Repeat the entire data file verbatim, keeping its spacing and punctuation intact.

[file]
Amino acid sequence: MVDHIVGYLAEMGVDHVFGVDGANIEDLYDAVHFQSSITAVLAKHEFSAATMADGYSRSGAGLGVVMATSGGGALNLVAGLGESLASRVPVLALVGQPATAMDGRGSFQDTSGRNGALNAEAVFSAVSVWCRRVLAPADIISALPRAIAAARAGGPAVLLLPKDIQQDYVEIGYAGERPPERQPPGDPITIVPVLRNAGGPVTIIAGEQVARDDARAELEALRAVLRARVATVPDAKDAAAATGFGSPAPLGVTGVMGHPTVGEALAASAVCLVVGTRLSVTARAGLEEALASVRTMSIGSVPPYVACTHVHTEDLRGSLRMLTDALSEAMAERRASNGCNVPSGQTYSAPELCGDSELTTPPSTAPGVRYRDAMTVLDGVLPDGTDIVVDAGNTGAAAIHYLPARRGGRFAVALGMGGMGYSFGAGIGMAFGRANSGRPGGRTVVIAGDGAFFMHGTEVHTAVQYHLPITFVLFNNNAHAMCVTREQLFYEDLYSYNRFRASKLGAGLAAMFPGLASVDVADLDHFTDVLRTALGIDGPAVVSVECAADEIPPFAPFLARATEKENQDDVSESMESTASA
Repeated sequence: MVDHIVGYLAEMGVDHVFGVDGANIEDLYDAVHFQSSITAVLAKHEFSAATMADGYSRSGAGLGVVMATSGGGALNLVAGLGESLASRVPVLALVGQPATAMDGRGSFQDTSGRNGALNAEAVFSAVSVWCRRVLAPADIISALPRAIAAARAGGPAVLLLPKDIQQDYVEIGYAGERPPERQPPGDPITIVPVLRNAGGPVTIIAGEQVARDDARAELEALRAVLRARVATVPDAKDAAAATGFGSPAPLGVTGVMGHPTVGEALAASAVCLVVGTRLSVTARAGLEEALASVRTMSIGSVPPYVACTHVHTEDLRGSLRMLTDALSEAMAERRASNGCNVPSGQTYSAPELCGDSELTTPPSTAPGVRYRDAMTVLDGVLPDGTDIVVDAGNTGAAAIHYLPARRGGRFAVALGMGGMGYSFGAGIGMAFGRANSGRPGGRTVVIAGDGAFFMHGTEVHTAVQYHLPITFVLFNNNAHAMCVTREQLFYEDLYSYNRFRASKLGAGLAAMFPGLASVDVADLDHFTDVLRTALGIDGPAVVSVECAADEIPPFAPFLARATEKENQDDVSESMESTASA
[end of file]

Amino acid sequence: MVDHIVGYLAEMGVDHVFGVDGANIEDLYDAVHFQSSITAVLAKHEFSAATMADGYSRSGAGLGVVMATSGGGALNLVAGLGESLASRVPVLALVGQPATAMDGRGSFQDTSGRNGALNAEAVFSAVSVWCRRVLAPADIISALPRAIAAARAGGPAVLLLPKDIQQDYVEIGYAGERPPERQPPGDPITIVPVLRNAGGPVTIIAGEQVARDDARAELEALRAVLRARVATVPDAKDAAAATGFGSPAPLGVTGVMGHPTVGEALAASAVCLVVGTRLSVTARAGLEEALASVRTMSIGSVPPYVACTHVHTEDLRGSLRMLTDALSEAMAERRASNGCNVPSGQTYSAPELCGDSELTTPPSTAPGVRYRDAMTVLDGVLPDGTDIVVDAGNTGAAAIHYLPARRGGRFAVALGMGGMGYSFGAGIGMAFGRANSGRPGGRTVVIAGDGAFFMHGTEVHTAVQYHLPITFVLFNNNAHAMCVTREQLFYEDLYSYNRFRASKLGAGLAAMFPGLASVDVADLDHFTDVLRTALGIDGPAVVSVECAADEIPPFAPFLARATEKENQDDVSESMESTASA
Repeated sequence: MVDHIVGYLAEMGVDHVFGVDGANIEDLYDAVHFQSSITAVLAKHEFSAATMADGYSRSGAGLGVVMATSGGGALNLVAGLGESLASRVPVLALVGQPATAMDGRGSFQDTSGRNGALNAEAVFSAVSVWCRRVLAPADIISALPRAIAAARAGGPAVLLLPKDIQQDYVEIGYAGERPPERQPPGDPITIVPVLRNAGGPVTIIAGEQVARDDARAELEALRAVLRARVATVPDAKDAAAATGFGSPAPLGVTGVMGHPTVGEALAASAVCLVVGTRLSVTARAGLEEALASVRTMSIGSVPPYVACTHVHTEDLRGSLRMLTDALSEAMAERRASNGCNVPSGQTYSAPELCGDSELTTPPSTAPGVRYRDAMTVLDGVLPDGTDIVVDAGNTGAAAIHYLPARRGGRFAVALGMGGMGYSFGAGIGMAFGRANSGRPGGRTVVIAGDGAFFMHGTEVHTAVQYHLPITFVLFNNNAHAMCVTREQLFYEDLYSYNRFRASKLGAGLAAMFPGLASVDVADLDHFTDVLRTALGIDGPAVVSVECAADEIPPFAPFLARATEKENQDDVSESMESTASA